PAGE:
Held in romantically beautiful Lisbon, this AD/PD was the biggest thus far, drawing 3,982 attendees from 73 countries, according to Abraham Fisher, its longtime lead organizer. But as the field grows, it has little to celebrate, and the mood reflected that. Trialists were appealing for patience and pointing to deepening clinical trials skills as they learn from continuing setbacks on investigational therapies, most recently of lanabecestat, crenezumab, and aducanumab. Trials targeting tau were not yet reading out, but the medical food Souvenaid posted modestly positive results. At the other end of the bench-to-bedside spectrum, basic science is diversifying. Next-gen genetics is spilling out gene variants which, together with RNAseq, are energizing research into glial and lipid biology. Debate about the amyloid hypothesis, a fixture at AD/PD, evolved toward a focus on genetic variability in how a person’s innate immune system responds to amyloid deposition. Aβ itself? Nothing special about it. It aggregates into an irritant as the brain’s ability to degrade it wanes with age. It starts things off, but other factors later dominate the disease. Or so researchers now think. Read Madolyn Rogers and Gabrielle Strobel’s coverage.
After years of grunt work on next-gen sequencing and expression analysis, geneticists are finally reaping results. The new genes underscore the role of known pathways and cell types in disease.
A tool of modern genetics, expression studies link GWAS hits to specific cell types, providing clues to pathogenesis. Microglia come up again and again.
Presented at AD/PD, the discovery by scientists in Uppsala is the first APP deletion found to cause Alzheimer’s disease. The same group found the Swedish and Arctic APP mutations.
Scientists at AD/PD 2019 see a Goldilocks of microglial activation: Both too little and too much is bad in an injured brain. How could a therapy make it just right?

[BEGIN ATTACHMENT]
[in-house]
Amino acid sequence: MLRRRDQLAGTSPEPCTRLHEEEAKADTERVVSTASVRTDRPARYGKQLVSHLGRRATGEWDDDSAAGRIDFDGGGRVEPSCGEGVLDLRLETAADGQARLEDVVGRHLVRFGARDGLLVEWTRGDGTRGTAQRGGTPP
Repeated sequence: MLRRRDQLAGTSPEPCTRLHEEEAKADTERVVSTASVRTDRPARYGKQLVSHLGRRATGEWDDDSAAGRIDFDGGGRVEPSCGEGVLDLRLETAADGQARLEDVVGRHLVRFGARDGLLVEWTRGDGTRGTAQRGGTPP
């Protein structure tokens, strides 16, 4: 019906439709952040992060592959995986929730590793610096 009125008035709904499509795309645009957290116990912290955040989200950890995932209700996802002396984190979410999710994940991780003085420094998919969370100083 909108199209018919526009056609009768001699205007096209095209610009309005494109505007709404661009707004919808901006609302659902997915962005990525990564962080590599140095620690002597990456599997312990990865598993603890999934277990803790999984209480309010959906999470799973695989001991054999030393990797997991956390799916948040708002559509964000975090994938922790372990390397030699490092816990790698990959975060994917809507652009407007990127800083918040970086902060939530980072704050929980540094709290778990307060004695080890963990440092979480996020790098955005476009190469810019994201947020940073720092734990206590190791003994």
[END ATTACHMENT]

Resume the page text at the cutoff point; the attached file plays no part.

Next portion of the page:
Inhibiting the receptor activates microglia to mop up debris, making CD33 an attractive therapeutic target.
Speakers at AD/PD 2019 reported that AD risk factors mess up lipid metabolism in glial cells. In cellular models, speeding the clearance of fats lessened pathology.
By slipping human microglia inside the mouse brain, researchers hope to better monitor their response to pathologies, such as Aβ.
Scientists are probing saliva and skin secretions for telltale signs of Parkinson’s disease. Their prize? A diagnostic test at the pre-motor stage.
Scientists know that the retina changes in people with preclinical AD; alas, there is neither consensus nor convergence in the field of retinal imaging. An upcoming initiative aims to determine which measures are most robust.
Microglia cleanup, mitophagy, axonal plasticity, blood-brain barrier. A renewed focus on ApoE4 is revealing new ways in which this isoform renders the brain vulnerable to Alzheimer’s.
By aging cultured neurons and manipulating them to stimulate endocytosis or interfere with vesicle release, researchers can bring about characteristics of Alzheimer’s—without adding APP or Aβ.
As data increasingly blame the microglia response as a driving force in Alzheimer’s disease, researchers are investigating whether tempering these cells will aid cognition.
At AD/PD 2019, scientists implicated both peripheral and central innate immunity in promoting propagation.
An electron microscopy study reveals a jumbled mess of membrane chunks and malfunctioning organelles, bound together by phosphorylated or truncated α-synuclein.
“We are learning” was the tenor of debate about the latest round of setbacks for anti-amyloid trials in symptomatic Alzheimer’s disease at a recent conference in Lisbon.
Lanabecestat, elenbecestat, and umibecestat all showed data at the AD/PD conference in Lisbon. Learn what definitely doesn’t work and what might yet.